Ask a Christian, Part II

I had a classmate in school. She was part European and part Arab, and spent time growing up in both parts of the world. 

She was an atheist, and explained that the sectarian violence she saw while living in Lebanon had convinced her that there was nothing good whatsoever about religion.

During one section of our studies taught by a futurist–one of the most fascinating people I had ever met, actually–we were tying to gameplan how things may look 500, 100, and even 50 years from now.

I was in a group with this particular classmate, who predicted that in 50 years, religion wouldn’t matter, and would indeed vanish entirely from the face of the Earth.

“Fifty years?” I said, and I’m paraphrasing here so bear with me. “There are a few billion people who might disagree with that!”

In fact, I further propounded that, no matter how “modern” we get, religion probably won’t ever entirely go away.

Anyway, we had an interesting, very civil group discussion. But one thing this classmate said to me those years ago still resonates.

“You’re Orthodox, aren’t you? I’ve been to a few churches. That’s really…heavy.” She said the word “heavy” as if she felt the weight just speaking it.

I had no good answer then, and indeed didn’t know if I had to answer, since she didn’t seem to be saying it as an insult. Now, though, I realize what my answer to such a charge is:

Of course it’s “heavy.” Why wouldn’t it be?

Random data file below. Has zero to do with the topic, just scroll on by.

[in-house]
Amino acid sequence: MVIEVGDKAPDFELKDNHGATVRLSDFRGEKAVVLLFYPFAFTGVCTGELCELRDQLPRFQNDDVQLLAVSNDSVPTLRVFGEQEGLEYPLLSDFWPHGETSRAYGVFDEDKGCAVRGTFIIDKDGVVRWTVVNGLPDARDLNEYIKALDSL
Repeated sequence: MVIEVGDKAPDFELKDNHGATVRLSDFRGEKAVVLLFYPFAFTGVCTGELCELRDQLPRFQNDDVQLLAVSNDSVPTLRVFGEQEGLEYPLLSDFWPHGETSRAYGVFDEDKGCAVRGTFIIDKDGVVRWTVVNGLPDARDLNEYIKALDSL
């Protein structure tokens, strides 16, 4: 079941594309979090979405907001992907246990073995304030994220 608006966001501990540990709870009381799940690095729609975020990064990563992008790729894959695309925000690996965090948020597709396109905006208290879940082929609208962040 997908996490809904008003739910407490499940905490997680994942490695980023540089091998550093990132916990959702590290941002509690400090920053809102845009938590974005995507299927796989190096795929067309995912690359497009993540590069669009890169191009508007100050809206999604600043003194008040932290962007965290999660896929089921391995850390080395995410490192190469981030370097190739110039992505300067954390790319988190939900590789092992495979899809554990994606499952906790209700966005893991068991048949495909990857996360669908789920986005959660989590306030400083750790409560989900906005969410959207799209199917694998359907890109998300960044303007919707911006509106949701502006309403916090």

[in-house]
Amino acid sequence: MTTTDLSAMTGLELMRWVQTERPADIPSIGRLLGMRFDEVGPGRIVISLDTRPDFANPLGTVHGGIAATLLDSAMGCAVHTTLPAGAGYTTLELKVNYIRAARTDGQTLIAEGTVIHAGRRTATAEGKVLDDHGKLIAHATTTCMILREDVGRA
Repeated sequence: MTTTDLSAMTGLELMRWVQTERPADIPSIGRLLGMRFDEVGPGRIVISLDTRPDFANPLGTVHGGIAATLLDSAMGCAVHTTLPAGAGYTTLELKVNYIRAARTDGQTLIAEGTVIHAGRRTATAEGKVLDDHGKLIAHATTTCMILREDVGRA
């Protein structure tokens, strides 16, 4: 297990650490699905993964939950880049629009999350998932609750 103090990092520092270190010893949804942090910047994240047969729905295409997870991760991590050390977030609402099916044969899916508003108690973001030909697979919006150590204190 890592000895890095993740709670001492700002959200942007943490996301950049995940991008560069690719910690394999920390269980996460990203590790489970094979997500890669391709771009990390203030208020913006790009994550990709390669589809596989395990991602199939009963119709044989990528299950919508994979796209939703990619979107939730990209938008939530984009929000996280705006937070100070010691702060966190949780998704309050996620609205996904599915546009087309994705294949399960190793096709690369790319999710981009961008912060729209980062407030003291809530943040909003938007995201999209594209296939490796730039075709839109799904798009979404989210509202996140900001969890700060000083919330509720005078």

How couldn’t matters of the soul, of eternity, of the literal meaning of life, not be heavy, regardless of what faith you belong?

This, perhaps, is what most non-Christians don’t get about us. Maybe we’re just wired a different way, but if you want to understand why we’re preoccupied with these sort of things, it’s because eternity is a very, very long time.

We also aren’t satisfied with the explanation that everything just happened and continues to happen for no reason whatsoever, nor with the certianty that humanity will ever know, and indeed might know now, everything about everything, ever. This seems…arrogant to us. 

So to help with this and a few other things, I’m back with another edition of Ask a Christian to maybe explain some of this heavy stuff we’re so preoccupied with, as well as a few other common misconceptions.  Continue reading “Ask a Christian, Part II”

Virtue for the Virtueless

Virtue signaling is self-love. It is narcissism. It is masturbation. 

Virtue signaling is virtue for people who hate virtue. 

It is the realm of the empty. When there is an empty space, the devil slips in. 

I am out of explanations for apologists to this latest round of jihad in London. 

It feels like I wrote about the Manchester bombing yesterday. Close enough.